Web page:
Dev Biol 2006 Dec 24;300(1):165-79. Epub 2006 Aug 24.
Department of Biology, Developmental, Cell and Molecular Group, Duke University, Box 91000, Durham, NC 27708, USA.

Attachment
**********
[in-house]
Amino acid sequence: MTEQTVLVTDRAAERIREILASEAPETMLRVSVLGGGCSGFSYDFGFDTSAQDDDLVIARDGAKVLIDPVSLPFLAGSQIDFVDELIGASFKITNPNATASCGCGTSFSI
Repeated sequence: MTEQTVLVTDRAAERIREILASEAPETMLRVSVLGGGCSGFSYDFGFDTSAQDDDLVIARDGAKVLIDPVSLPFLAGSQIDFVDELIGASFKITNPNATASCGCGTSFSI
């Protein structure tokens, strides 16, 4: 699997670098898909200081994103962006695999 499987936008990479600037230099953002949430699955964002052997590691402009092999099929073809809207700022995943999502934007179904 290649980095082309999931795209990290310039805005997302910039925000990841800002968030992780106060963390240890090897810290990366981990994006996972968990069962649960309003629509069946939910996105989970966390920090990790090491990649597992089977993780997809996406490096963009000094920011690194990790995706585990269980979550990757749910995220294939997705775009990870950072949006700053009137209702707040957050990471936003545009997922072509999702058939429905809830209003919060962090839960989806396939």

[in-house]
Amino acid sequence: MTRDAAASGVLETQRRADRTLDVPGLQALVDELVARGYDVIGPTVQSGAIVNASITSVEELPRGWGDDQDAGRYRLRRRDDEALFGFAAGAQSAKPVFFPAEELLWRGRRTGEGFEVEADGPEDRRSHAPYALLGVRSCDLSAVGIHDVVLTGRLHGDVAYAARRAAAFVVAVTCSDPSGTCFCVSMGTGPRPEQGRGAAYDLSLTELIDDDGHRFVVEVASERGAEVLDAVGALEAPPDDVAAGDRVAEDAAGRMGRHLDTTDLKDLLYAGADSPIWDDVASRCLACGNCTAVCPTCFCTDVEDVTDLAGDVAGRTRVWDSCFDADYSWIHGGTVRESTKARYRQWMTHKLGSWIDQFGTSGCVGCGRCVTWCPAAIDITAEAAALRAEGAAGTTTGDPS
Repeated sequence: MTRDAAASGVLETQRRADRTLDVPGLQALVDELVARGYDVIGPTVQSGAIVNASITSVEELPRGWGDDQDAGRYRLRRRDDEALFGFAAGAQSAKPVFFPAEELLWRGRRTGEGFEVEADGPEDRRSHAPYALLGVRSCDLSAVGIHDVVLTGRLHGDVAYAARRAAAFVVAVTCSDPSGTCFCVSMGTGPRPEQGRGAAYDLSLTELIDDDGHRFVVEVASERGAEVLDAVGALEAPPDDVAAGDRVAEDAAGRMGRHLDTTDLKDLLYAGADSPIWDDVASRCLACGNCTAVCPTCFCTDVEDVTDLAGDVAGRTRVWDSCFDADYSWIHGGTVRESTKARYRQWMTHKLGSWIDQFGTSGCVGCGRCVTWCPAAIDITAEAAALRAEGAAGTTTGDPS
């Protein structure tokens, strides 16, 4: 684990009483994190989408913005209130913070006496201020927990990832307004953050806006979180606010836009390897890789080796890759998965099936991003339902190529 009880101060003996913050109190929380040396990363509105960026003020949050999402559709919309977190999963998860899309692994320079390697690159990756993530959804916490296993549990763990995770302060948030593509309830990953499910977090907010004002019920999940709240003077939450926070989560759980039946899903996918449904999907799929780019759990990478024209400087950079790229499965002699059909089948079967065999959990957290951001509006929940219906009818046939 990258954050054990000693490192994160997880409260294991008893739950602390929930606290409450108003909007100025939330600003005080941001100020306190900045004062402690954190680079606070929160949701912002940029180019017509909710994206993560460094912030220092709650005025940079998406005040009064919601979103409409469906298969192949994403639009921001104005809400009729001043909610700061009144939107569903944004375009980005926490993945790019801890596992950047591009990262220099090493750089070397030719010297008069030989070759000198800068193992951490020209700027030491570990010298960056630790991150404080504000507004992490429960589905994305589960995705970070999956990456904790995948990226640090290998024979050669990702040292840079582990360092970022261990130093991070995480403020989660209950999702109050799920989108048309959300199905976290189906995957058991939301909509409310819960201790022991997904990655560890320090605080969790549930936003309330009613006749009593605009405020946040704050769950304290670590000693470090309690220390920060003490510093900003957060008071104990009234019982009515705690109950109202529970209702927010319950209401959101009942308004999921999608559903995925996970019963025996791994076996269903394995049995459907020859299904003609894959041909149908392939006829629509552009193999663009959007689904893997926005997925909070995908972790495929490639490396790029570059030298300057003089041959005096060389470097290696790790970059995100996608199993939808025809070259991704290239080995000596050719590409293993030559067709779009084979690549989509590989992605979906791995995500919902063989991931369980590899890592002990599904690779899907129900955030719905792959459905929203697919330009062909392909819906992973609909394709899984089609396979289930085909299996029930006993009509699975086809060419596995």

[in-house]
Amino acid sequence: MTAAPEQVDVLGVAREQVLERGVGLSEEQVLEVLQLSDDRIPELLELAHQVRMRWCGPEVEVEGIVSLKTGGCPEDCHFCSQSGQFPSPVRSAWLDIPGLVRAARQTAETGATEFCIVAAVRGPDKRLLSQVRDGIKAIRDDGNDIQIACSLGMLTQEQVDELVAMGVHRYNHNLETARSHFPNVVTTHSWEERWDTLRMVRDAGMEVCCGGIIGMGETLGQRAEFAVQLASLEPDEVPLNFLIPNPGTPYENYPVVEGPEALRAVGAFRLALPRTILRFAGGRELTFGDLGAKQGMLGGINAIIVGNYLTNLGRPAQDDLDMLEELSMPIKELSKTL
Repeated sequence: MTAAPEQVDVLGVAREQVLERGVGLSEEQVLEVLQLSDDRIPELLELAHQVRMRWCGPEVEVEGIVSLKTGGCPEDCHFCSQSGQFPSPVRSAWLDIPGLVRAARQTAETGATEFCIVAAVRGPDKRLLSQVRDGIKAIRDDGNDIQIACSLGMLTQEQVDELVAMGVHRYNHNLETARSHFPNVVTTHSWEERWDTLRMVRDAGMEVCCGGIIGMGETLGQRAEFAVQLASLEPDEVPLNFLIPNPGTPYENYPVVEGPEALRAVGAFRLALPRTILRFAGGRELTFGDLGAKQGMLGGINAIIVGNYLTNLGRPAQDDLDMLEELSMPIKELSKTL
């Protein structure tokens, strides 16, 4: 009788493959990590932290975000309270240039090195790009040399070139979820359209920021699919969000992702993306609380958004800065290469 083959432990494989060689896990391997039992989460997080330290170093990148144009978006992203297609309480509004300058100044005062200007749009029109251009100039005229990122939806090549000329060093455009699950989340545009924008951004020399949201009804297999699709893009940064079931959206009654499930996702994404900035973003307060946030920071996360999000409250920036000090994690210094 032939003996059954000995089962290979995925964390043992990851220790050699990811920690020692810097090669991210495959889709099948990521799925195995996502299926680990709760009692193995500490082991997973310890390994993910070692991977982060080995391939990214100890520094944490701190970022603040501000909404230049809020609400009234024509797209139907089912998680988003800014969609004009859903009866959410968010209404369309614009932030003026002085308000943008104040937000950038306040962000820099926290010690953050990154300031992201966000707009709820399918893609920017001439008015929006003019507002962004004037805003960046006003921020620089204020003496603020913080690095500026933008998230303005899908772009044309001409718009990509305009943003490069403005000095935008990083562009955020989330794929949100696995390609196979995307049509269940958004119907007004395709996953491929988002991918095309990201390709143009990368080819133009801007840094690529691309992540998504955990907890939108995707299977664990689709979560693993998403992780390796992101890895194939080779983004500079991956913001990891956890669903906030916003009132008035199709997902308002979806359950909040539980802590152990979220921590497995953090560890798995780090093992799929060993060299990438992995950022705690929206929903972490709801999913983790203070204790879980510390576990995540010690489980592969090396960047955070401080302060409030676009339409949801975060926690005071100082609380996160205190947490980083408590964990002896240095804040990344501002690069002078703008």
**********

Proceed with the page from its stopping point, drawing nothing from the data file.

In every organism, GTP-binding proteins control many aspects of cell signaling. Here, we examine in silico several GTPase families from the Strongylocentrotus purpuratus genome: the monomeric Ras superfamily, the heterotrimeric G proteins, the dynamin superfamily, the SRP/SR family, and the "protein biosynthesis" translational GTPases. Identified were 174 GTPases, of which over 90% are expressed in the embryo as shown by tiling array and expressed sequence tag data. Phylogenomic comparisons restricted to Drosophila, Ciona, and humans (protostomes, urochordates, and vertebrates, respectively) revealed both common and unique elements in the expected composition of these families. Galpha and dynamin families contain vertebrate expansions, consistent with whole genome duplications, whereas SRP/SR and translational GTPases are highly conserved. Unexpectedly, Ras superfamily analyses revealed several large (5+) lineage-specific expansions in the sea urchin. For Rho, Rab, Arf, and Ras subfamilies, comparing total human gene numbers to the number of sea urchin genes with vertebrate orthologs suggests reduced genomic complexity in the sea urchin. However, gene duplications in the sea urchin increase overall numbers such that total sea urchin gene numbers approximate vertebrate gene numbers for each monomeric GTPase family. These findings suggest that lineage-specific expansions may be an important component of genomic evolution in signal transduction.